It's been nearly a week since Florida police started bragging about their big "human trafficking" bust, an operation that pulled in professional football owner Robert Kraft, more than 150 other men, and several Chinese immigrant women associated with Asian spas in Palm Beach County. Police say the spas were fronts for prostitution, that the workers there were victims of sex trafficking, and that their six-month long investigation was time well spent.
Six months is a long time, however, and it's hard to reconcile the cops' timeline with their heroic rhetoric. If the women employed at these businesses were really the victims of "modern slavery," why did police take six months to get them out of that situation? Why did it require repeat intimate undercover visits and building misdemeanor prostitution charges against all sorts of random men before these "heroes" decided to intervene?
It's one of many elements that don't add up with what prosecutors are saying in public and what's actually happened in the case.
At a press conference (partially aired on CNN) today, Palm Beach District Attorney Dave Aronberg spent most of his time talking about the theoretical horrors that could occur in situations like this. "Modern day slavery," as Aronberg called it, "can happen anywhere, including in the peaceful community of Jupiter."
However, no human trafficking charges were filed among the hundreds of (current and coming) prostitution charges, he admitted, adding that first-time offenders (like Robert Kraft) are "very unlikely to get any significant" time behind bars.
"There's no allegation that any defendant engaged in human trafficking," said Aronberg.
Police keep calling the women that worked at Orchids of Asia and the other spas that were part of the sting "trafficking victims." But most have declined to cooperate with police as such.
Martin County Sheriff Snyder told CNN today that police were having trouble getting one woman in custody to "cooperate" in explaining why they would "go and allow themselves to be trafficked."
"They had the ability, they could've walked out into the street and asked for help," he continued, noting that they often worked long hours and cooked food on a hot-plate instead of leaving for meals. "But they didn't."
Instead of taking this as a sign that these women were willingly engaging in this work, police continue to seek ways to explain away this evidence. (And the CNN host asked why they wouldn't "speak their truth.") Snyder claims that one woman said she was afraid people might hurt her family if she cooperated.
This type of claim is made regularly by police in these sorts of investigations. That is convenient, considering they're the only ones allowed to talk to any of the alleged victims and it's an explanation no one can verify, unlike initial claims from law enforcement—now countered by Synder—that massage parlor workers weren't allowed to leave.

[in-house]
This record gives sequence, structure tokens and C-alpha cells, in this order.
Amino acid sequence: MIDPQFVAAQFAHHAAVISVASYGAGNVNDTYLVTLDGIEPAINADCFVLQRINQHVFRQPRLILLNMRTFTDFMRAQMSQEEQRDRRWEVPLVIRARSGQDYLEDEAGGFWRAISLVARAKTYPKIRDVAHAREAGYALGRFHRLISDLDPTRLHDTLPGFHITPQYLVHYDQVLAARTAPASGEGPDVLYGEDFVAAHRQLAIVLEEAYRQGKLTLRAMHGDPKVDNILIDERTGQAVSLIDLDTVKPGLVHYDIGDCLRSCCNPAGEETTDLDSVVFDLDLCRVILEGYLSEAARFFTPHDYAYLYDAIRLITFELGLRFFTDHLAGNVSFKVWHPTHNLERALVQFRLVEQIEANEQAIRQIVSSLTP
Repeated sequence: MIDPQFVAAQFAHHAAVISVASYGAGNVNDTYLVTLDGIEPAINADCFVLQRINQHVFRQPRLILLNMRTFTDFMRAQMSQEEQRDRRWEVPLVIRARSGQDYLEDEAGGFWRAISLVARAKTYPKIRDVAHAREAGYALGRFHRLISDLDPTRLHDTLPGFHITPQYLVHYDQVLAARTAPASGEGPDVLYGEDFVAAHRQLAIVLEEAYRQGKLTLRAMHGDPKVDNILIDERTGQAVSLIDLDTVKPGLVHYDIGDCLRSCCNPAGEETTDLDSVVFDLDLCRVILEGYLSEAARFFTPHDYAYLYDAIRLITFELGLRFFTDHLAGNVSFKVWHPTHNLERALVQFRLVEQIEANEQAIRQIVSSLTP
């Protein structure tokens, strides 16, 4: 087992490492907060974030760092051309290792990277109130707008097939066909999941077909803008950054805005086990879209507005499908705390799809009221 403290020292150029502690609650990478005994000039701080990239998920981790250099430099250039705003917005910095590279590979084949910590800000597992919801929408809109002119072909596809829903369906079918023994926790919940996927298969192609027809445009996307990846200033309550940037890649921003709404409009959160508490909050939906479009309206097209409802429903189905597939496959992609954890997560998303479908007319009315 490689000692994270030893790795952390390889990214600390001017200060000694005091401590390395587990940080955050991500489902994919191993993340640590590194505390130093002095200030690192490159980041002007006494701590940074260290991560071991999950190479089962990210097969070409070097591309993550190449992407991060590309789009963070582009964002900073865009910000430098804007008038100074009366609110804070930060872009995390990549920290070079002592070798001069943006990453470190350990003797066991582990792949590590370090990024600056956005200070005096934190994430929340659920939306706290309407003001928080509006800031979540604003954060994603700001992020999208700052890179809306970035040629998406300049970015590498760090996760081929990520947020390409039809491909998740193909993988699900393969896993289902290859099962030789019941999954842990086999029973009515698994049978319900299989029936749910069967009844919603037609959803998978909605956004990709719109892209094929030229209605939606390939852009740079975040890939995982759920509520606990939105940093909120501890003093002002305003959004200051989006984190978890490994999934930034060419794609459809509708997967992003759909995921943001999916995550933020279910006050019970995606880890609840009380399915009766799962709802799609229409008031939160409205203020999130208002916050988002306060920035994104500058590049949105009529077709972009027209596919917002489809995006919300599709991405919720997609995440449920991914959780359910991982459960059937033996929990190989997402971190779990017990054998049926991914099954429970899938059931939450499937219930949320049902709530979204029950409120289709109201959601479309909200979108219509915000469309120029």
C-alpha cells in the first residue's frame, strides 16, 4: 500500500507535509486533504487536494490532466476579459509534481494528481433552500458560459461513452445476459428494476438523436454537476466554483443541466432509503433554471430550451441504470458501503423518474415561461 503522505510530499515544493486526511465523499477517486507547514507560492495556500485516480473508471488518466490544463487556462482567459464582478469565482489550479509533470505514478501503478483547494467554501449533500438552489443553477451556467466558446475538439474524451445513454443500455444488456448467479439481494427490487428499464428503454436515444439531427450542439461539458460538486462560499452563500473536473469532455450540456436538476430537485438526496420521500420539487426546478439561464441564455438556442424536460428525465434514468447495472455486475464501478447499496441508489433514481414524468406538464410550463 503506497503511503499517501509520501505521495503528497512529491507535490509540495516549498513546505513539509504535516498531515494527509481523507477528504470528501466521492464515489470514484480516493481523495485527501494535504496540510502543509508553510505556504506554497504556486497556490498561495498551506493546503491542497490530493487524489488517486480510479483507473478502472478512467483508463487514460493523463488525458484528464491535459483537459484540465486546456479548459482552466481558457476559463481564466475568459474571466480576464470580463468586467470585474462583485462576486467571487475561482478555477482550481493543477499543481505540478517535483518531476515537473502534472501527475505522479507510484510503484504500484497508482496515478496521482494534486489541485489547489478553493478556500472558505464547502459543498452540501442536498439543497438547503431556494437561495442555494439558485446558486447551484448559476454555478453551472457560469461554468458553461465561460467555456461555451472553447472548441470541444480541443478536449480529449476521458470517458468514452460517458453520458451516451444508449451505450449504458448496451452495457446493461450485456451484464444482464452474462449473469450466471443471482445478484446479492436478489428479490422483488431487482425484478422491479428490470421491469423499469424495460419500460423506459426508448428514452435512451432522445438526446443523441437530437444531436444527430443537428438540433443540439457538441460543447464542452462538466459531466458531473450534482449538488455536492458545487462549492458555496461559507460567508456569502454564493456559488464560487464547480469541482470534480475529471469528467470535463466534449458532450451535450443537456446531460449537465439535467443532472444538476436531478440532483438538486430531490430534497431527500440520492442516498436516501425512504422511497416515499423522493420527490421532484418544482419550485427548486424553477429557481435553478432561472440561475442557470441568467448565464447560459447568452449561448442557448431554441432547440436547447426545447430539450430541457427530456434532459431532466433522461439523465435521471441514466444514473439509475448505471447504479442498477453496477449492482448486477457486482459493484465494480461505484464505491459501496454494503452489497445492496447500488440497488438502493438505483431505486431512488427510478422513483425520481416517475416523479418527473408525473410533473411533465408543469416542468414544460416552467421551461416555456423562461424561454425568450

Patriots owner Robert Kraft is accused of getting a blow job from one of these women, which the Jupiter Police Department caught on camera during its weeks-long video surveillance of Orchids of Asia Day Spay.
Kraft and 24 others originally named were each charged with one or more misdemeanor solicitation charges (top punishment: one year in jail, up to 100 hours of community service, "john school," and a mandatory fine). More than 100 more men are to be charged with solicitation, Palm Beach authorities say. Additionally, an operation in nearby Indian River County yielded at least 138 charges for solicitation.
Several women connected to the spas were also arrested. Lei Wang, 36, was arrested last Tuesday on charges of "maintaining a house of ill fame" and getting proceeds from prostitution. She's being held in Palm Beach County Jail. "Circuit Judge Dina Keever-Agrama told Wang through a Mandarin interpreter that she must prove that any money she posts for her release was not derived from illegal activities," reports the Palm Beach Post.
Another woman from Orchids of Asia, 58-year-old Hua Zhang, is also being held in Palm Beach County Jail on related charges. According to police, Zhang was both the owner of the spa and a sex worker there.
Two other women were also arrested on charges of engaging in prostitution, money laundering, deriving support from the proceeds of prostitution, operating a house of prostitution, and permitting prostitution.
Early reports from local news said that all of this was "tied to an international human-trafficking and prostitution ring," but police have offered no evidence of that so far. The whole case is reminiscent of a 2016 sting in Seattle, announced with similarly dire fanfare but yielding nothing but prostitution findings (and a lot of misery for those targeted by police).
Residents of Jupiter seem to be having fun with all of this. Local reporter Olivia Hitchcock shared multiple pictures of people posting for smiling selfies in front of the store.
But beyond Florida busybodies and national-media-courting cops, it's unclear that anyone else has benefited from all of this.
Law enforcement has yet to back up the serious claims their massive operation was premised on. They've also backed down from some of the more shocking assertions offered at the start—even as more media have run with the sex-slavery ring narrative. Whatever comes, it's clear this story has already developed meme-like proportions that obscure the reality of the situation. Perhaps the truth lies somewhere between dens of captive sex slaves and totally empowered and free workers, but we'll never get there by treating this as a movie-style rescue fantasy.